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 Table of Contents  
ORIGINAL ARTICLE
Year : 2020  |  Volume : 18  |  Issue : 1  |  Page : 8-17

Some biochemical and radiological markers of bone mineral content in premature neonates


1 Department of Pediatrics, Faculty of Medicine, Al-Azhar University, Assiut, Egypt
2 Department of Rheumatology and Immunology, Faculty of Medicine, Al-Azhar University, Assiut, Egypt

Date of Submission24-Aug-2019
Date of Decision17-Nov-2019
Date of Acceptance12-Dec-2019
Date of Web Publication26-Mar-2020

Correspondence Address:
Wafaa A.E Abd El-Hafeez Salem
Assiut 71631
Egypt
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Source of Support: None, Conflict of Interest: None


DOI: 10.4103/AZMJ.AZMJ_108_19

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  Abstract 


Background and aim Inadequate supplementation of calcium and phosphorus in preterm infants significantly increases the risk of reduction of bone mineral content. As birth weight and/or gestational age increase, metabolic bone disease prevalence decreases and vice versa. This study aims to investigate and evaluate biochemical and radiological markers as early predictors of bone mineral content in preterm infants of up to 4 months of age.
Patients and methods A case–control study included 20 preterm infants born less than 37 weeks of last menstrual period and 20 full term infants born greater than 37 weeks are involved as a full term group. Both groups are presented to the Neonatology Department, Al-Azhar University, Assuit, Egypt. Full history, full clinical examination, and investigations were done: complete blood count, serum alkaline phosphatase (ALP), serum total calcium (Ca), serum phosphorus (P), and wrist radiograph.
Results According to investigations, there was no significant difference between preterm and full term infants in serum calcium and serum ALP at birth (P>0.05 for each), while there was significant difference between preterm and full term infants according to serum phosphorus, as the mean serum phosphorus in the preterm group (1.06±0.21) was lower than the mean serum phosphorus in the full term group (2.16±0.19) (P<0.05 for each) at birth. There was significant difference between investigation results in the preterm group at 2 months and at 4 months according to serum phosphorus, serum ALP, as these investigations increase after 4 months in the preterm group. There was no significant difference according to serum calcium at 2 months and 4 months (P>0.05). Also, cases with rickets increase after 4 months in the preterm group (P<0.05 for each). There was significant difference between the age of 2 and 4 months regarding bone changes in patients with rickets, as cases with widening, cupping, and fraying increases after 4 months in the preterm group (P<0.05).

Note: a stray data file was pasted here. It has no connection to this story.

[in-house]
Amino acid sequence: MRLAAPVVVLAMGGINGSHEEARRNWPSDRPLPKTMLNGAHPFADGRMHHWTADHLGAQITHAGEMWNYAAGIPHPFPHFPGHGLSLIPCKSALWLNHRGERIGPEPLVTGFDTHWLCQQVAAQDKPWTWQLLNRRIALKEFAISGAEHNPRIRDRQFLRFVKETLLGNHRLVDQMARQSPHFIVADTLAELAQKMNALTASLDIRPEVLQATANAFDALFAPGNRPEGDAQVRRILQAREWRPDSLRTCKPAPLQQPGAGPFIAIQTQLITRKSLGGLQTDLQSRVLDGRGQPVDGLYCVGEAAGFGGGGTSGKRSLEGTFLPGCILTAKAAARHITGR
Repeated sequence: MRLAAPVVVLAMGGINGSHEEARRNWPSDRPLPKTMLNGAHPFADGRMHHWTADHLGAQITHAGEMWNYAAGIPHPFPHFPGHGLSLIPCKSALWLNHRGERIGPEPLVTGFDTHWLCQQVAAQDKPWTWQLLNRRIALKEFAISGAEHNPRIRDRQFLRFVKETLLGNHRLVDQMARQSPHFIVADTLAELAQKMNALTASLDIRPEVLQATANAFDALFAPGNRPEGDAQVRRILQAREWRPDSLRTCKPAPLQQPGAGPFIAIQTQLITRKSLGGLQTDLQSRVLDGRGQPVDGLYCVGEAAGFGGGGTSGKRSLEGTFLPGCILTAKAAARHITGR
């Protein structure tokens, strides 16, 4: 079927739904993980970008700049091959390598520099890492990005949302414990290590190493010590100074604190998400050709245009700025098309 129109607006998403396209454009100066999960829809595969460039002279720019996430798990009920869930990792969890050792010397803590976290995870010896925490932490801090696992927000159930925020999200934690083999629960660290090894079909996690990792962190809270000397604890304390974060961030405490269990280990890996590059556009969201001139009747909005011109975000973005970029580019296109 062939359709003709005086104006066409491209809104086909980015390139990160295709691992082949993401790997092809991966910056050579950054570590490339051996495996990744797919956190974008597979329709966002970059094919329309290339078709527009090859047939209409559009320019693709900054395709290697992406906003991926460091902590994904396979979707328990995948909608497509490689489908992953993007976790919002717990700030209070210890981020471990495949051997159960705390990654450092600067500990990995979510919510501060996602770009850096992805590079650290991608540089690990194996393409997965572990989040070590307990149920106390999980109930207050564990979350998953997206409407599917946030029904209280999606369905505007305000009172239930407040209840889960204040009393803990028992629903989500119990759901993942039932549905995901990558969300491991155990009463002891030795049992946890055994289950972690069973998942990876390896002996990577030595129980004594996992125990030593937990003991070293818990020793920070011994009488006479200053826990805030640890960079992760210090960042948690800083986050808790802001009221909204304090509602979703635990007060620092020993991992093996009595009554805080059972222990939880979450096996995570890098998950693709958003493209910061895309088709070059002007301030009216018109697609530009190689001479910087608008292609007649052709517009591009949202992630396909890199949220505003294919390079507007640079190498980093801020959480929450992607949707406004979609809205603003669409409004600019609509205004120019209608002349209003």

Conclusion Metabolic bone disease in preterm infants is affected by gestational age and birth weight. As birth weight and/or gestational age increase, metabolic bone disease prevalence decreases and vice versa. Assessment of serum ALP and serum phosphorus have helped to identify and expect preterm infants with high risk of metabolic bone disease.

Keywords: alkaline phosphatase, calcium, metabolic bone disease, phosphorus. bone mineral content, premature


How to cite this article:
Hamed AM, Rayan MM, Abd El-Hafeez Salem WA. Some biochemical and radiological markers of bone mineral content in premature neonates. Al-Azhar Assiut Med J 2020;18:8-17

How to cite this URL: